Jakob Philip Hackert

German , 1737 - 1807

German painter and printmaker, Jakob Philipp Hackert was also known as “Hackert of Italy” since he spent much of his time in Rome. Most of his artistic efforts were concentrated on landscape painting and studies of landscape that had been neglected since the time of the Dutch and of Claude Lorraine. Hackert went out to the country with large folios and drew his outlines in pen. To produce watercolors, he often painted entirely from life, making exceptional studies of animals.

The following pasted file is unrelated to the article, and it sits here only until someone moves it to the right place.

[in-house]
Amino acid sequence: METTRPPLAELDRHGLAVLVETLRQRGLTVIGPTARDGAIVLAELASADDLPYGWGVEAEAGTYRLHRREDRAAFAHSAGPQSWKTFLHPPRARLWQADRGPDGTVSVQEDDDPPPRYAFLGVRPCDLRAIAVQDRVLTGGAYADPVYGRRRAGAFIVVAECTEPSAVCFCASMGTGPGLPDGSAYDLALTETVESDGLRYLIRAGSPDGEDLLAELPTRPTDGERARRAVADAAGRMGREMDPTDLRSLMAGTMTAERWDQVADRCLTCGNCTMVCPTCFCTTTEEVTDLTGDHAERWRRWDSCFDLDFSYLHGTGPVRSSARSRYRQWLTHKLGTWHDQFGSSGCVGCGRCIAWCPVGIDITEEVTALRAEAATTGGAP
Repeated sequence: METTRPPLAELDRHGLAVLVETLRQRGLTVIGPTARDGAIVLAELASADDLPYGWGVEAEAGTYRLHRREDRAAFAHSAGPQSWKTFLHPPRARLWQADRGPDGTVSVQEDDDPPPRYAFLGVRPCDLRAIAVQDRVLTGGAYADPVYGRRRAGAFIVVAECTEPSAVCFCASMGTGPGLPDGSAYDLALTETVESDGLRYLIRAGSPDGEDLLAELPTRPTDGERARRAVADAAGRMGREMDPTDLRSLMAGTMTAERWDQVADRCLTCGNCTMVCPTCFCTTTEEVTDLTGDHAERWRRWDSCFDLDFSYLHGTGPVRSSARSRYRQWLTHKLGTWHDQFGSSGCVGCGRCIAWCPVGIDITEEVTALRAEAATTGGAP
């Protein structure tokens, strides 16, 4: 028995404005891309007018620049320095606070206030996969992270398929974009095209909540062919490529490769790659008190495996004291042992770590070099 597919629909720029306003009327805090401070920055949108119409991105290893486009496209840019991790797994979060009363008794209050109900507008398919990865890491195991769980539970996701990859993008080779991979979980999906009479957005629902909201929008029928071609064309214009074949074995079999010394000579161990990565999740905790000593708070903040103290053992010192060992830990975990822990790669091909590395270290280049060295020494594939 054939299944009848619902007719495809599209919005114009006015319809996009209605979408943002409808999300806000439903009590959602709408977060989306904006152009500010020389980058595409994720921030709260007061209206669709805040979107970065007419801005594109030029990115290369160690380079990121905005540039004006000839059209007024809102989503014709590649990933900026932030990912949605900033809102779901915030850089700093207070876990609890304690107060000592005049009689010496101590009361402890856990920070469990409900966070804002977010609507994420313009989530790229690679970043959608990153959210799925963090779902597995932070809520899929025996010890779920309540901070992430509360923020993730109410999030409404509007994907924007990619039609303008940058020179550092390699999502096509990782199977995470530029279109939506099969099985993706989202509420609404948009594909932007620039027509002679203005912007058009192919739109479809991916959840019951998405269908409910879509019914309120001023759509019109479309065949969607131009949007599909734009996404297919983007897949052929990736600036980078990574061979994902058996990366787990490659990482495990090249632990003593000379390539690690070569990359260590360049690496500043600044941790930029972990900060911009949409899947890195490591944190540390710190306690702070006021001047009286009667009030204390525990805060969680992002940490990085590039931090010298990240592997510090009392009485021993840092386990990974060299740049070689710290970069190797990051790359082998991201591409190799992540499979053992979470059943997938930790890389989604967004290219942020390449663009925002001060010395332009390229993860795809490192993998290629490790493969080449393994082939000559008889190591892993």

As early as 1769, Hackert visited Licenza on a trip from Tivoli to Subiaco, making numerous sketches. These sketches were eventually used as the basis for “Ten Views of Horace’s Country House”, engraved and published in 1780. The series proved to be quite popular and during the 1780s, Hackert made paintings based on the engravings. The paintings were sold to the Queen of Naples to be given as a gift to her sister, the Archduchess Maria Christina of Brussels. Sadly, the paintings never made it to Brussels, but were lost at sea in a shipwreck. In 1982, the paintings reappeared on the art market and were acquired by the German government and given to the Goethe Museum in Düsseldorf. Hackert also published a relief map illustrating the main features of the Licenza valley to show the locations from which he made his drawings.


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